Calibrating measurement instrumentation is something that should never go overlooked. To calibrate instrumentation means to determine, check, or rectify the graduation of any instrument giving quantitative measurement. Calibrating a device ensures that the instrument will properly measure within the desired range for your application. This is important because a properly calibrated measurement device will help the user to maintain his or her system. A device can be calibrated either at the factory where the device was manufactured or within the field. Calibration certificates may be obtained once a device has been calibrated. Continue reading “The Importance of Calibrating Measurement Instrumentation”
Dwyer Instruments, Inc. offers a multitude of sensors for monitoring air velocity in HVAC systems. Some of this instrumentation has a simple construction (Pitot tubes, for example) while others are more complex, such as hot-wire anemometers.
The initial term and first “hot-wire anemometer” was developed back in 1914 by Louie Vesso King. He is also accredited for King’s Law, which mathematically describes heat transfer in air flows using a heated wire. As the air moves over the wire, it causes a loss of temperature in the wire and removes some of the wire’s heat energy. Continue reading “Understanding Air Velocity Sensors”
The Mercoid® division of Dwyer Instruments, Inc. offers several series of Ultrasonic Level Transmitters with different features suitable for different applications, including the: Ultrasonic Level Transmitter, Ultrasonic Level Sensor, Ultrasonic Level Sensor, and Ultrasonic Level Sensor. Continue reading “Ultrasonic Level Transmitters”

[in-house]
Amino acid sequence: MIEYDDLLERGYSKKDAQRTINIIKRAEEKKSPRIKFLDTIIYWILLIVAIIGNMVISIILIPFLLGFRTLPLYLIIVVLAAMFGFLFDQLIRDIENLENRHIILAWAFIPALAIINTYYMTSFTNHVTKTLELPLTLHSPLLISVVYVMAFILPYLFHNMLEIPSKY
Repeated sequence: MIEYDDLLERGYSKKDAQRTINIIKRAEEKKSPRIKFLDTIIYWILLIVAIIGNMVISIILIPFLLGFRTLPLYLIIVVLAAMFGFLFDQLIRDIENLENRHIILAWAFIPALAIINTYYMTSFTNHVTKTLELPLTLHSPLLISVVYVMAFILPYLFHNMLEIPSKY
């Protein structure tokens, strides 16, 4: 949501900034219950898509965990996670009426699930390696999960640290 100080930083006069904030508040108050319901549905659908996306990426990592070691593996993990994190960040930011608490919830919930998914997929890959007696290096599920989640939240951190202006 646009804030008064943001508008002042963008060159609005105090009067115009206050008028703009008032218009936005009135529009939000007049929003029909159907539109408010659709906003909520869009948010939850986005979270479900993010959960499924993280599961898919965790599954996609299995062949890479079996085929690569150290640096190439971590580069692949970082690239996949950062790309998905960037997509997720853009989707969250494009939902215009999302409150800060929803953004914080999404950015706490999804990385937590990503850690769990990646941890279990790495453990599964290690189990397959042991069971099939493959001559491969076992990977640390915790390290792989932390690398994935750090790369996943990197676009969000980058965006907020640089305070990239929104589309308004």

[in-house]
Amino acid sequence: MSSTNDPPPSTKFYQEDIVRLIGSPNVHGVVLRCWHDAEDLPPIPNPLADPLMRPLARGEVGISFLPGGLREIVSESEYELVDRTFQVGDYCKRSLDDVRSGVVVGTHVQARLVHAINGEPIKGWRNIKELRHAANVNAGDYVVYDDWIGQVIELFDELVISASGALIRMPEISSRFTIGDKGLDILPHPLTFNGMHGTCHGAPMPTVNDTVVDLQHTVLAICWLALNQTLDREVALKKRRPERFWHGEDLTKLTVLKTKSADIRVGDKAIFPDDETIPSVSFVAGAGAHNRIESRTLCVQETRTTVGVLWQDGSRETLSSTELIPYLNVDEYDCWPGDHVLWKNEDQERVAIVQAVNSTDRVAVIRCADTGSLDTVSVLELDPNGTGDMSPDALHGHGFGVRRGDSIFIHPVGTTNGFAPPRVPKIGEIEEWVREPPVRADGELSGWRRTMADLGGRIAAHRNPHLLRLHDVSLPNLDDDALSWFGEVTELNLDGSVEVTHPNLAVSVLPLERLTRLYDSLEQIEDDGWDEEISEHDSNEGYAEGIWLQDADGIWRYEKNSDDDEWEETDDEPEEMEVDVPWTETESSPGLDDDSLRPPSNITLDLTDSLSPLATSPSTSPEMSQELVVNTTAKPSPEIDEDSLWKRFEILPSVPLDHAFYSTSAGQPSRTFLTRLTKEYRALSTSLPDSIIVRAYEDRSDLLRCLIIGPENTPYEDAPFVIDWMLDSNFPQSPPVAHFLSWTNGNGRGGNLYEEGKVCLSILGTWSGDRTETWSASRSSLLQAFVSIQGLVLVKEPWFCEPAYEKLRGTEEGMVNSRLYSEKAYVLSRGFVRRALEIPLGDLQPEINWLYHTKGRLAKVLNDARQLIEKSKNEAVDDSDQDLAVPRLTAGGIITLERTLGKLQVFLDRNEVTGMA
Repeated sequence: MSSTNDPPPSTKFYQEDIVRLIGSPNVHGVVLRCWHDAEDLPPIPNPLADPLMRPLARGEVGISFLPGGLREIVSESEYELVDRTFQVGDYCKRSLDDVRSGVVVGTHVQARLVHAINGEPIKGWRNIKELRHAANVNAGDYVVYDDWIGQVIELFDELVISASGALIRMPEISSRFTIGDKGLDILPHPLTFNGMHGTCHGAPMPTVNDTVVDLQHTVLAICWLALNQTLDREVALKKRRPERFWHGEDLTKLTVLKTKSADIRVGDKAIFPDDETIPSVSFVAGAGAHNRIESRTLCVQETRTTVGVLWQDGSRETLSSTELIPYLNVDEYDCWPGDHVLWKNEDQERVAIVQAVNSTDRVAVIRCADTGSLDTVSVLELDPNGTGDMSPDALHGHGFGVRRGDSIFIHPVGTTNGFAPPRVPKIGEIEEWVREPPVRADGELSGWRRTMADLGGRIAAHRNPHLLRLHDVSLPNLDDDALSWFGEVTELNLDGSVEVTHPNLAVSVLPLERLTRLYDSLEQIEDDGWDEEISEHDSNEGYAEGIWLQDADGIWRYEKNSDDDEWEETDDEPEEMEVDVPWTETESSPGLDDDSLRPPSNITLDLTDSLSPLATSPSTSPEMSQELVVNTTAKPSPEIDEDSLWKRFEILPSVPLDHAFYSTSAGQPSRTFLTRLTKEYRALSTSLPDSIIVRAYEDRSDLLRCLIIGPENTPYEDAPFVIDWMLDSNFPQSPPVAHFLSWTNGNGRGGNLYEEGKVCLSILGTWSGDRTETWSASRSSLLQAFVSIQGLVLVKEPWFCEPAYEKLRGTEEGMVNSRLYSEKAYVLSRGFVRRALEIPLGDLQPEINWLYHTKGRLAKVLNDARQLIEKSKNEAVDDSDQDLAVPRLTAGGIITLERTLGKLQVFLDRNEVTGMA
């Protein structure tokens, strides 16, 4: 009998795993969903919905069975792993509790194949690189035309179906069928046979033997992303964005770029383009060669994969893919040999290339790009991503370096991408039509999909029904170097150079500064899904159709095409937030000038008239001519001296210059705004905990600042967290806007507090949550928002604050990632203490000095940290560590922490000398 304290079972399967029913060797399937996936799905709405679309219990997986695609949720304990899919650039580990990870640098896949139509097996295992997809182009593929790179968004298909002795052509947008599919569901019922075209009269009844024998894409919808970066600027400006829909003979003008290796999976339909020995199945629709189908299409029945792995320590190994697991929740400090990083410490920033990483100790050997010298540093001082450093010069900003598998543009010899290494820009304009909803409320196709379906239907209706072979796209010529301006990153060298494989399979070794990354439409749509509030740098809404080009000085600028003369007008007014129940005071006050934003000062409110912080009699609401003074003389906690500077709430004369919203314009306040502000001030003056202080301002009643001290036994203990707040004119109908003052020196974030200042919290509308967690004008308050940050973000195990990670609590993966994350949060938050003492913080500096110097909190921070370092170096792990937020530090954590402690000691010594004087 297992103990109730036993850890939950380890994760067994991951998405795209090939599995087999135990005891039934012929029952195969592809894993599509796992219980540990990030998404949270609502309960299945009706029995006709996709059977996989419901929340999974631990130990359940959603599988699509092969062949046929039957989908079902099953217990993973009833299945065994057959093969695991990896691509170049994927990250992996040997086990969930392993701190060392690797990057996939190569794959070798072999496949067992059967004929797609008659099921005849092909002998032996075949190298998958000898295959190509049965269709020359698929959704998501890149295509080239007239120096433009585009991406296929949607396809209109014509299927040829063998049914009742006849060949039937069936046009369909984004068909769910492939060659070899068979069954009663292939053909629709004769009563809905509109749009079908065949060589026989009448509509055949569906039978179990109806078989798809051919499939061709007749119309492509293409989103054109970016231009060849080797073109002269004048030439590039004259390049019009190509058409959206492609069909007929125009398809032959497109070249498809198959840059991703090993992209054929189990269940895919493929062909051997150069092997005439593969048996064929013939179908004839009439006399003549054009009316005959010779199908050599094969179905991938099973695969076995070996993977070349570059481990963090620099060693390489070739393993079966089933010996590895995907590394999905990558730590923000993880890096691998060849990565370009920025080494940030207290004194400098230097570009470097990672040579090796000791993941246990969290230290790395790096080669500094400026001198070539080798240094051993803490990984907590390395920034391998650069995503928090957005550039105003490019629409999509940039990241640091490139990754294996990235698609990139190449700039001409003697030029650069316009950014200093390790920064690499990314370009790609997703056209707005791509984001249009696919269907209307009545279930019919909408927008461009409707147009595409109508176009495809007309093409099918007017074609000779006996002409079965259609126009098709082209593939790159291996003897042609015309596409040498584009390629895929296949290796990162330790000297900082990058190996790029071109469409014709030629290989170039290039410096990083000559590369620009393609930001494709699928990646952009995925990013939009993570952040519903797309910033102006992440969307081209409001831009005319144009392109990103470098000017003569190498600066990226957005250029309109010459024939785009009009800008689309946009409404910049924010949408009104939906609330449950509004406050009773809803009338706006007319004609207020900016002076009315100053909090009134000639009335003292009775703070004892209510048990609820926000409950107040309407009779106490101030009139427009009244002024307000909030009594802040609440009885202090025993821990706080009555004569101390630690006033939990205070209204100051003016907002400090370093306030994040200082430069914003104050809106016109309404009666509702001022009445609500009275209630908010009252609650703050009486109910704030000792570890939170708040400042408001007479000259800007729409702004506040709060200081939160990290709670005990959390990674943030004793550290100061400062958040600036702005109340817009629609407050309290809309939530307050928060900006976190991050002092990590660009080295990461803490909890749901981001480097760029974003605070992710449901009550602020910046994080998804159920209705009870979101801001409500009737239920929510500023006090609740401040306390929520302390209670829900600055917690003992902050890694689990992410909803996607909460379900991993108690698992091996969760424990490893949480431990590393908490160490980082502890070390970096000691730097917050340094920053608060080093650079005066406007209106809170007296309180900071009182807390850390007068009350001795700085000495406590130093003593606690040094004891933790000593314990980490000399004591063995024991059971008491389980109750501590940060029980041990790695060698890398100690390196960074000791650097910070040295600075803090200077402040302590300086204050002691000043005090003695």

There are numerous factors that lead to regulatory compliance, including: reputation, image, ethics, competition, and survival. Regulatory is often looked at as the “show-stopper” or obstacle in many manufacturing processes. While regulatory may sometimes be perceived as negative, it can also be the main key to a company’s success. Continue reading “The Importance of Regulatory Compliance in a Manufacturing Setting”
The cleaning of produced water during oil and gas production and exploration is a crucial, although costly endeavor. In the process of bringing oil and gas up to the surface from a well, several byproducts are also produced. Water is the largest of these byproducts by volume, with 882 billion gallons produced per day. This produced water contains a variety of other compounds and substances, including organic and inorganic compounds, grease, bacteria, and dissolved solids such as iron. Continue reading “The Intricacy of Proper Instrumentation in Cleaning Produced Water”